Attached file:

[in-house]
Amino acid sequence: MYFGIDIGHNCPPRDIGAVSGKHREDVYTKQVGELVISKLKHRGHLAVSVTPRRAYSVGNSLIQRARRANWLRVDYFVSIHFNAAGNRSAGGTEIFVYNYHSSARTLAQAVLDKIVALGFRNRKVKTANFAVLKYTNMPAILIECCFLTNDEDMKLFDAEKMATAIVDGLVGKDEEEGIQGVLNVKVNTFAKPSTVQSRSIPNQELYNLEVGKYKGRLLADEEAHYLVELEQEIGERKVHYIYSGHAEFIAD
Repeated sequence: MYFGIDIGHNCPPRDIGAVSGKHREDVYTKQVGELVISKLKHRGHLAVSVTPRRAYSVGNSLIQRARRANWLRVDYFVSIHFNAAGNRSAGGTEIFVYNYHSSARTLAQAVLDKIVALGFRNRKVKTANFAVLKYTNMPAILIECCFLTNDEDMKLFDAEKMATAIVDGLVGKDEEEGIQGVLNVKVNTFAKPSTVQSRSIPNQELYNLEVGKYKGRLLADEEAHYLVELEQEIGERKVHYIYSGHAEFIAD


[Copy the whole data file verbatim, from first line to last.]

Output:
[in-house]
Amino acid sequence: MYFGIDIGHNCPPRDIGAVSGKHREDVYTKQVGELVISKLKHRGHLAVSVTPRRAYSVGNSLIQRARRANWLRVDYFVSIHFNAAGNRSAGGTEIFVYNYHSSARTLAQAVLDKIVALGFRNRKVKTANFAVLKYTNMPAILIECCFLTNDEDMKLFDAEKMATAIVDGLVGKDEEEGIQGVLNVKVNTFAKPSTVQSRSIPNQELYNLEVGKYKGRLLADEEAHYLVELEQEIGERKVHYIYSGHAEFIAD
Repeated sequence: MYFGIDIGHNCPPRDIGAVSGKHREDVYTKQVGELVISKLKHRGHLAVSVTPRRAYSVGNSLIQRARRANWLRVDYFVSIHFNAAGNRSAGGTEIFVYNYHSSARTLAQAVLDKIVALGFRNRKVKTANFAVLKYTNMPAILIECCFLTNDEDMKLFDAEKMATAIVDGLVGKDEEEGIQGVLNVKVNTFAKPSTVQSRSIPNQELYNLEVGKYKGRLLADEEAHYLVELEQEIGERKVHYIYSGHAEFIAD